© 2022 WFAE
90.7 Charlotte 93.7 Southern Pines 90.3 Hickory 106.1 Laurinburg
Play Live Radio
Next Up:
Available On Air Stations

NC Bill Would Boost Public Subsidy For Private-School Students, Including Local Money

OLA class 2.jpg
Ann Doss Helms
Students at Our Lady of the Assumption Catholic School in Charlotte, one of the private schools eligible for North Carolina's Opportunity Scholarships.

North Carolina lawmakers are considering a bill that would increase the amount of public money available to subsidize students in private schools. It would also authorize counties to offer up to $1,000 per pupil in local money for children in private schools.

State Rep. Dean Arp, a Union County Republican, is a lead sponsor of House Bill 32. He told the House Education Committee on Tuesday that county scholarships make sense because most counties supplement state funding for public schools. The bill lets counties "equitably provide an amount to these children, as well, so that the county does not treat differently the children that reside within its borders," Arp said.

The state’s Opportunity Scholarship program currently offers up to $4,200 per school year for low- and moderate-income students who switch from public to private schools. The bill, which was approved by the House Education Committee, would boost that to 70% of the state’s average per-pupil allotment in 2022-23, or just over $4,600.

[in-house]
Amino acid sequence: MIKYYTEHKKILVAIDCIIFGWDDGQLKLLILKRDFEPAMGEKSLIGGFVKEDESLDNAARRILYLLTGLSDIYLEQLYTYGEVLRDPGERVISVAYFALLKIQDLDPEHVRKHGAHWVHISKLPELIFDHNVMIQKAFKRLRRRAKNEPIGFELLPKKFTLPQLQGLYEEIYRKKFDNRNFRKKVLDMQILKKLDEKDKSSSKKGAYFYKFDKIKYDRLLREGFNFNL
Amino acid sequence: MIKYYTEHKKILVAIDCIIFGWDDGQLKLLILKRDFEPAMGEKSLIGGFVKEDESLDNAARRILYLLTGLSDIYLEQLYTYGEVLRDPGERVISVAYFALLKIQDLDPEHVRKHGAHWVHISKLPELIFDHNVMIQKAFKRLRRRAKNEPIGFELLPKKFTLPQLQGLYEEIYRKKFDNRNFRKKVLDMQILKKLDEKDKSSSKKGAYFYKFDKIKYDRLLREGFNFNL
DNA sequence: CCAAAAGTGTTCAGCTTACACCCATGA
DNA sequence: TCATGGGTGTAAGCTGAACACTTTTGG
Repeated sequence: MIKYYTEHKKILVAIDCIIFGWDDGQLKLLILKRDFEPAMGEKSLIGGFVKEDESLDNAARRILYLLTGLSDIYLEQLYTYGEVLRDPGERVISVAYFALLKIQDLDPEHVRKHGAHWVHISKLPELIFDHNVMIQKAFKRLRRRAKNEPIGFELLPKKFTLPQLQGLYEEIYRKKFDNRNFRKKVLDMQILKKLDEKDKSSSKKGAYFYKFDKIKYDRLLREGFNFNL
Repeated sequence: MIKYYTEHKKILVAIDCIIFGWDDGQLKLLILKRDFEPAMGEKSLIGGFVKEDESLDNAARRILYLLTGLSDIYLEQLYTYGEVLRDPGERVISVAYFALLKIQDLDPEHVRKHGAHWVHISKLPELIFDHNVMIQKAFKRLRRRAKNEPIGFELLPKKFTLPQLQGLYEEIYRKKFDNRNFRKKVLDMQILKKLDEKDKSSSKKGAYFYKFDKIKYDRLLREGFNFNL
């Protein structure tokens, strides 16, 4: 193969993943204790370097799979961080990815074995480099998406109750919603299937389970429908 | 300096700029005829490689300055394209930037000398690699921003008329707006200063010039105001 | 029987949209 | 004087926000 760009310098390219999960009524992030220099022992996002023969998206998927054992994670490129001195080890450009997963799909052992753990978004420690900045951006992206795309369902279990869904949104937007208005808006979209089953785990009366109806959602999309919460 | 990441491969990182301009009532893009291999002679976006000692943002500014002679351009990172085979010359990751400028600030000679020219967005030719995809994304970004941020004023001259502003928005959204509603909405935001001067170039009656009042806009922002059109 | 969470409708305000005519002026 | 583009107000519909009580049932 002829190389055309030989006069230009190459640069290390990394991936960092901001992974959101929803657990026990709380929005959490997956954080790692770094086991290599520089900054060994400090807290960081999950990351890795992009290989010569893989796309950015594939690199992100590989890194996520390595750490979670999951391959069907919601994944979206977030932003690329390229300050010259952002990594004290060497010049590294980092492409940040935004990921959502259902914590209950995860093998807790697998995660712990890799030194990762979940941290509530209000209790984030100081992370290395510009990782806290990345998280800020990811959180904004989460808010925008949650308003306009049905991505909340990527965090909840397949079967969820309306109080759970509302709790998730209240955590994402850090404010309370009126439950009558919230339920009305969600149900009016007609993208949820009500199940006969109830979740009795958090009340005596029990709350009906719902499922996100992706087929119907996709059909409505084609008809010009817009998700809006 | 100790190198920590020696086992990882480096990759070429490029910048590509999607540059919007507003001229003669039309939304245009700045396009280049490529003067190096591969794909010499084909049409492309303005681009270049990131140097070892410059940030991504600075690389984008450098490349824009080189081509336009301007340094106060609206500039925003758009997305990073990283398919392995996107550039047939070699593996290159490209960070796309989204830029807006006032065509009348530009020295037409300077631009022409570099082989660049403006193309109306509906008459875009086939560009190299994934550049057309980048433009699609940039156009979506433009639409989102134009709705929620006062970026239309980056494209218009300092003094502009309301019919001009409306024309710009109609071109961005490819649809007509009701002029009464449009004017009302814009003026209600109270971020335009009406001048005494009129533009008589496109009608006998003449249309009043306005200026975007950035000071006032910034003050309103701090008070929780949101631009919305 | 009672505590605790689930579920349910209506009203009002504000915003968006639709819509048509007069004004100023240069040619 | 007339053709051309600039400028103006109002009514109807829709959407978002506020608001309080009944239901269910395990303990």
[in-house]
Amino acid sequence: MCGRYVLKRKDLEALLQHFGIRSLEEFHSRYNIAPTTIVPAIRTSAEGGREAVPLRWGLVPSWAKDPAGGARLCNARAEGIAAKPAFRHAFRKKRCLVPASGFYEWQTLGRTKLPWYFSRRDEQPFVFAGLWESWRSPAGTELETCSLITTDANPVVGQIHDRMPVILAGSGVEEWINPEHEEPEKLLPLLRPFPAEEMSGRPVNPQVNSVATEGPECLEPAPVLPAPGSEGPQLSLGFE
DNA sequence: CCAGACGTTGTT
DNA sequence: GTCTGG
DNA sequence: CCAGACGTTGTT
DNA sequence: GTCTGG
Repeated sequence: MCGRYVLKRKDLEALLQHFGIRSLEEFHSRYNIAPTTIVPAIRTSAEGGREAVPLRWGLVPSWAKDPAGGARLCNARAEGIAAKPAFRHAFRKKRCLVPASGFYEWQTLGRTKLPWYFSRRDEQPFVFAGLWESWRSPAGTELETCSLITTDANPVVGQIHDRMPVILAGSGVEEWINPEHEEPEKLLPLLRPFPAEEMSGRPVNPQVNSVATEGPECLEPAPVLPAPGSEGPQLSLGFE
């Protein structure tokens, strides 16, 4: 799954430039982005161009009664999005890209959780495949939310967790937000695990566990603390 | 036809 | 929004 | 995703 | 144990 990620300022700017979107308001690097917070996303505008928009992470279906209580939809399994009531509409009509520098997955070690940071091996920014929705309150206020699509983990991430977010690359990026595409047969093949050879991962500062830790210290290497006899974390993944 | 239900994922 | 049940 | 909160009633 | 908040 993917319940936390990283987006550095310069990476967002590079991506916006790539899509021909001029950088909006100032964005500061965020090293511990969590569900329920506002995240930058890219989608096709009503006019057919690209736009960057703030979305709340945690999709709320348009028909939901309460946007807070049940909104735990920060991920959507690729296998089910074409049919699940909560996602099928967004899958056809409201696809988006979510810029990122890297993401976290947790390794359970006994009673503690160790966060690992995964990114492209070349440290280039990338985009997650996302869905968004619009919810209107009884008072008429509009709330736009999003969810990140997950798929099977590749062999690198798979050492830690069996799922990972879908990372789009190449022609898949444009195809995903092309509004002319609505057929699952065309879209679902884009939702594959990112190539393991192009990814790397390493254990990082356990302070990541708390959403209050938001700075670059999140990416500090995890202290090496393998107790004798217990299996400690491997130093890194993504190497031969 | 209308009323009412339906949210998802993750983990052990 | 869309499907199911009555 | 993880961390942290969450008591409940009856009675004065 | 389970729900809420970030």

In 2023-24 it would shift to 80%, which would be almost $5,300 if the per-pupil average of $6,586 holds steady.

The county scholarships could go to students who qualify for state Opportunity Scholarships.

Critics of vouchers say they strip money from public schools and shift it to private schools without taxpayer accountability.

Supporters say parent choice provides the accountability, and the vouchers provider lower-income families the kind of options available to those who can more easily pay tuition.

Arp said Tuesday the current allocation for Opportunity Scholarships is enough to cover the proposed changes. And he noted that the state saves money on students who shift from public schools to private schools, even at 80% of the per-pupil average.

Sign up for our Education Newsletter

Select Your Email Format